Getting Everyone Back on Board

Last Sunday night before dinner, I looked at Skipper and Little Ironman and told them that I was going to write out my running plans for the week for them – just so that they would know when I’d be gone.

Let’s backtrack a little. In the fall, LI would ride his bike with me on many of my runs. The exception was my Wednesday night run with Shawn; LI knew that it was my running time and he was going to be home with Daddy and his big brother.

Sometime in November, LI started to get very upset whenever I went to pull on my running gear. He wanted to come with me – but couldn’t. He would cry, “I wasn’t expecting this!” or “Why didn’t you tell me earlier you were going for a run?” My five year old was beginning to sound like my father. Of course, his tears only upset me before I headed out the door and that always seemed to impact my run.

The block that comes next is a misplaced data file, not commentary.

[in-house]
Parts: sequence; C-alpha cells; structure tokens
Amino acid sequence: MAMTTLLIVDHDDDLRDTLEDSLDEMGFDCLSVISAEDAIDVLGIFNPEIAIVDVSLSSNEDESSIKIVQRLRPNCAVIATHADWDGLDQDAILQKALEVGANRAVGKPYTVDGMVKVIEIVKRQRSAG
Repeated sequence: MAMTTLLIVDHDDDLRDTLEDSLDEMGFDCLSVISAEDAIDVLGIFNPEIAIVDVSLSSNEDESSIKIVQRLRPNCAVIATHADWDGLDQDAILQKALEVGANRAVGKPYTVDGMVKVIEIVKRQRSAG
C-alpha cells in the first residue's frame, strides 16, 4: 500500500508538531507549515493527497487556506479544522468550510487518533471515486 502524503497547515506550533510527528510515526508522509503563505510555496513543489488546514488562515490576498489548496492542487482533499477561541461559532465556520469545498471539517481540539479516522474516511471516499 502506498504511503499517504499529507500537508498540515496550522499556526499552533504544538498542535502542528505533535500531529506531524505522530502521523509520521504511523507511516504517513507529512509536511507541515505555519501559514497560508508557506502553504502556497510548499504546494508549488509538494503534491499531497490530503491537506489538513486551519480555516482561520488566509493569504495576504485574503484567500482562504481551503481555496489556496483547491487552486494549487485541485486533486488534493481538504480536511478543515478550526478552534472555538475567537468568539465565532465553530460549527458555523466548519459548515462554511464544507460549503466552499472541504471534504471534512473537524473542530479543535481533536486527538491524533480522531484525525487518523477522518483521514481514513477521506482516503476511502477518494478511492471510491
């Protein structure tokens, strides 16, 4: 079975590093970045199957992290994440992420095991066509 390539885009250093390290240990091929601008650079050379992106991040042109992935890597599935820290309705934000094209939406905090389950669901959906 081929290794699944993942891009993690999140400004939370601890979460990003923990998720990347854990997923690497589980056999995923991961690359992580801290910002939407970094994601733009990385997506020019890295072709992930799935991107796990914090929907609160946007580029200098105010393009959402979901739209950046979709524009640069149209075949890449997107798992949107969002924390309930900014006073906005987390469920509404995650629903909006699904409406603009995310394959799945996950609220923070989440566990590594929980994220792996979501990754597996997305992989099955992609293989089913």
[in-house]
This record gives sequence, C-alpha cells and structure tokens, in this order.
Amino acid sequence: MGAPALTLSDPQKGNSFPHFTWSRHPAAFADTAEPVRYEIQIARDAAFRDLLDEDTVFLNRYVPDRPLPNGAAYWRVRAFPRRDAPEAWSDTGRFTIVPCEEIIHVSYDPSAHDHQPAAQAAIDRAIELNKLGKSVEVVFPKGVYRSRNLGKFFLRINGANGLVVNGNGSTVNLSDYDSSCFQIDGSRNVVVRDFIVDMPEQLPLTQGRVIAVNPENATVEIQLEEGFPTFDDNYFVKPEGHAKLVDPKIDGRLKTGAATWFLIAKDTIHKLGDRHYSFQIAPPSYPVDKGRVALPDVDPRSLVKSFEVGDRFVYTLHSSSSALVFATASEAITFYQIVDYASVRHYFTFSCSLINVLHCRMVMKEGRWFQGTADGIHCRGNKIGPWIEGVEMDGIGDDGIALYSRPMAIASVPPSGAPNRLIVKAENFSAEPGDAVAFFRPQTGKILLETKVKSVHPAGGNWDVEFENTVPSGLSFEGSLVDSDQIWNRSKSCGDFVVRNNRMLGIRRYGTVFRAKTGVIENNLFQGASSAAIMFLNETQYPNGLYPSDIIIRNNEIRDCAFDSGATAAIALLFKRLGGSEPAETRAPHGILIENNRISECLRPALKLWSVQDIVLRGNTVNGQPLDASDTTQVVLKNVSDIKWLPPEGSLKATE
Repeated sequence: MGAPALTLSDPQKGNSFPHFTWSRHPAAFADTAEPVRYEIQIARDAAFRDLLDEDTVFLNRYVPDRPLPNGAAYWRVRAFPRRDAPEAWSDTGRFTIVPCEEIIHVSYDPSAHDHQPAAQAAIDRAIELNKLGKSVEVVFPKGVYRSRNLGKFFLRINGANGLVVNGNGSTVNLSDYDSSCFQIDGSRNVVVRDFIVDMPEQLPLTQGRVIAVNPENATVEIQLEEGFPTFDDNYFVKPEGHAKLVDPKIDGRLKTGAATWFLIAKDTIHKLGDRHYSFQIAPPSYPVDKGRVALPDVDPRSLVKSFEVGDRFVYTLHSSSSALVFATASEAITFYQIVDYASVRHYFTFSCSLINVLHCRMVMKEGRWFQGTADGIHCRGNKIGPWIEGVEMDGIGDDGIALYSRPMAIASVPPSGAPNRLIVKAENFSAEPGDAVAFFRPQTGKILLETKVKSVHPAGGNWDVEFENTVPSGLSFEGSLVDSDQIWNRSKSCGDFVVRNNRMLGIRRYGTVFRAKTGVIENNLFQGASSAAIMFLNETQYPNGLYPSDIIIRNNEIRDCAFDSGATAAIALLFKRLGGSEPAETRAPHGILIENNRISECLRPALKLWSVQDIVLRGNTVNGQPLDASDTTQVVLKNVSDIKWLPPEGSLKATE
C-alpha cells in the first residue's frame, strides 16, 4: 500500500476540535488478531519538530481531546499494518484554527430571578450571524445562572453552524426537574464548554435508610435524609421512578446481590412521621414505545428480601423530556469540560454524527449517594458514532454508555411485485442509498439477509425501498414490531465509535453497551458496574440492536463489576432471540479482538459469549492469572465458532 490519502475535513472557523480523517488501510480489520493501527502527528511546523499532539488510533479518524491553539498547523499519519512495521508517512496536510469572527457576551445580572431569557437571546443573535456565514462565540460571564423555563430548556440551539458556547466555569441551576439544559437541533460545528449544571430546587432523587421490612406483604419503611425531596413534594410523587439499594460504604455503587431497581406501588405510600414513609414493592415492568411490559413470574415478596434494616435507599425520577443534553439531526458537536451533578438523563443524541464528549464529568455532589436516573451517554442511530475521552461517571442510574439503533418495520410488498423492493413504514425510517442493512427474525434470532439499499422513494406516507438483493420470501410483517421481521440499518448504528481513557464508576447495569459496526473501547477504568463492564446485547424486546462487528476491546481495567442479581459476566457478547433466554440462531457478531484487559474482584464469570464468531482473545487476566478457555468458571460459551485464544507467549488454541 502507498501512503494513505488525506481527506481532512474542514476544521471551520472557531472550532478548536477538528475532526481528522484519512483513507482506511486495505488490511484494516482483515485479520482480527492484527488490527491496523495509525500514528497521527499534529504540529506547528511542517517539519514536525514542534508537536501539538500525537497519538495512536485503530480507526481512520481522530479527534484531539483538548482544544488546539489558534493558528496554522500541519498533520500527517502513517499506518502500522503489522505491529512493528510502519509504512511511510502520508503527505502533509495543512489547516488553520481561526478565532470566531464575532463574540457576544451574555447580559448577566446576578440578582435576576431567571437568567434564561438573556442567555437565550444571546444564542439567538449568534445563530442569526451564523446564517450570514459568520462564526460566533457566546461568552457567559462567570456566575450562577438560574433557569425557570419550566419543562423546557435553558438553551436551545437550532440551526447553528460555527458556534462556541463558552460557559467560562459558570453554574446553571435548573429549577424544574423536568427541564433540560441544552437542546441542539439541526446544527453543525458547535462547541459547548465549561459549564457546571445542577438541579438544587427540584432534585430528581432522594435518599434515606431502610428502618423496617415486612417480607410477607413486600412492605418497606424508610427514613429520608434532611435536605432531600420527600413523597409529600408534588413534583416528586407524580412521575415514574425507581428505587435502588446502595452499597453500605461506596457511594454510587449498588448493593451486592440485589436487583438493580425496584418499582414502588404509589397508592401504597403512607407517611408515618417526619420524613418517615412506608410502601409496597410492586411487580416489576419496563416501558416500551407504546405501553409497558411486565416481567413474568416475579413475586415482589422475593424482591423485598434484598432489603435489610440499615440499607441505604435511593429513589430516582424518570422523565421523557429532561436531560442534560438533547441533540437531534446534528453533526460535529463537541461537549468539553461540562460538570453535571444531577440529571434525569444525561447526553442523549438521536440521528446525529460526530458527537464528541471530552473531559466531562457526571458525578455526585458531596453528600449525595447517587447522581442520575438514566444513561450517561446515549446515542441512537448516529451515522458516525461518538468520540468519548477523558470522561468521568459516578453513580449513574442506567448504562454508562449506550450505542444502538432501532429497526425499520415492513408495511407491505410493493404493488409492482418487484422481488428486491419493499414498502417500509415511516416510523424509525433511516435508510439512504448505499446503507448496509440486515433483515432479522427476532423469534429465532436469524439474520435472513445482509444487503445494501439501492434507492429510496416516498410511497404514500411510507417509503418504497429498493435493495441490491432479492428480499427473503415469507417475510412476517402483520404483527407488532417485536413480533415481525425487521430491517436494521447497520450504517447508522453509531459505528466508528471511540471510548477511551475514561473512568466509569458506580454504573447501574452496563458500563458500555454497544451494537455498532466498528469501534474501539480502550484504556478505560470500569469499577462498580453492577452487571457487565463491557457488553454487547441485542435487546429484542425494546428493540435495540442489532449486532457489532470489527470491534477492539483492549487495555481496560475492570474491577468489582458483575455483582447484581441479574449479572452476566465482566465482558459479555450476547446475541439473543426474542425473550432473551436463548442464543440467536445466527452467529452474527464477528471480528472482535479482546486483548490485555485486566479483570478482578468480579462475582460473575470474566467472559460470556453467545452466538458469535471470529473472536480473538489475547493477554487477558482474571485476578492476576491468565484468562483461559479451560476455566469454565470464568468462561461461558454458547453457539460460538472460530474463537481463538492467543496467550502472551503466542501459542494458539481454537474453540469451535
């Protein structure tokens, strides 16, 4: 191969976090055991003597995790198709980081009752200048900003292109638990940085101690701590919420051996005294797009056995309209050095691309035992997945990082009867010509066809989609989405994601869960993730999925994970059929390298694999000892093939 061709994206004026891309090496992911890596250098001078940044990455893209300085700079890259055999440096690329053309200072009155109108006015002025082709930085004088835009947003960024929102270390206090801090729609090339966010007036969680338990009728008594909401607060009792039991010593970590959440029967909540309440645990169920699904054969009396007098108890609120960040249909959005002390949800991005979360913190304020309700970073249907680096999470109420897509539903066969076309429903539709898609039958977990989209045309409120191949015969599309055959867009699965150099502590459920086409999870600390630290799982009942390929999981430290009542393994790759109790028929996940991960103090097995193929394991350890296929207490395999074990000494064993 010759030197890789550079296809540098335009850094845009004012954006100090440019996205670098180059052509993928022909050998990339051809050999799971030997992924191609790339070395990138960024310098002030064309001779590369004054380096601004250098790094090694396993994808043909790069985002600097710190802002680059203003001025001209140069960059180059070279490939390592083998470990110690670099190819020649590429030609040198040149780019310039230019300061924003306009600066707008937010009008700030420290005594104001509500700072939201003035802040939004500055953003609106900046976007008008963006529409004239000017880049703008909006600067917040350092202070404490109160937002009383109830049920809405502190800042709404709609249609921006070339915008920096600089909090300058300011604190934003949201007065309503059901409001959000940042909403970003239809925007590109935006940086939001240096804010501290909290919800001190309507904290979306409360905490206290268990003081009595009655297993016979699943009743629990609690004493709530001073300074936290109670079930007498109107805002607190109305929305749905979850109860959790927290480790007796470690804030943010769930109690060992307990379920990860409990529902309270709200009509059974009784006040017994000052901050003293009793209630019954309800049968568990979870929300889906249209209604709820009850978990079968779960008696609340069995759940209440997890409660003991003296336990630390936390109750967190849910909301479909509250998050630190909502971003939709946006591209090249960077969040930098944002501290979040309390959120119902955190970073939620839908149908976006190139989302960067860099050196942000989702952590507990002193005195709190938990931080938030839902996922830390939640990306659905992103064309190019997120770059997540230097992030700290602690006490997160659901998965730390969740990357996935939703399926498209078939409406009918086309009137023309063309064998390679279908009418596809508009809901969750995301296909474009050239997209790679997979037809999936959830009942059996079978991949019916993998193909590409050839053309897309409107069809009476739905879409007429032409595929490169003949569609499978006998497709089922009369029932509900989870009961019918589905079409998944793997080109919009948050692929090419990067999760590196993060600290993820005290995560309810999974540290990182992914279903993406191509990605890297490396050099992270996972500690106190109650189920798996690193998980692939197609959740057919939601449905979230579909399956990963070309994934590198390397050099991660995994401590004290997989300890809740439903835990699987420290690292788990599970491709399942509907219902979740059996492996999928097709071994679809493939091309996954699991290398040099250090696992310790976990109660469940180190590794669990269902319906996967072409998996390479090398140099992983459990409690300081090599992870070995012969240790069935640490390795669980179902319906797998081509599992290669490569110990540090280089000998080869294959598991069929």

During the holidays, I planned to help Skipper with his days of the week. He does know them but still gets mixed up when asked, “What comes after____?” Since he learns best when it’s important or meaningful (as most kids do), we wrote the days of the week together and filled in Mom’s Running Schedule.

“There,” I said. “Now you know when I’m going to go out so you won’t have to worry any more.”

To which he replied, “Wait! Now I need to do my running schedule so that you know when I’m going to run.”

And we left it on the kitchen table for the entire week. And guess what? When it was time for me to run, there were no tears – at all.

Tonight, LI told me that we have to do another schedule tomorrow.

“Great idea! We’ll do that after I run.”
Then Skipper added, “Uh, Mom, do you think you can send me a soft copy?”

I can do that – especially when everyone is back on board.
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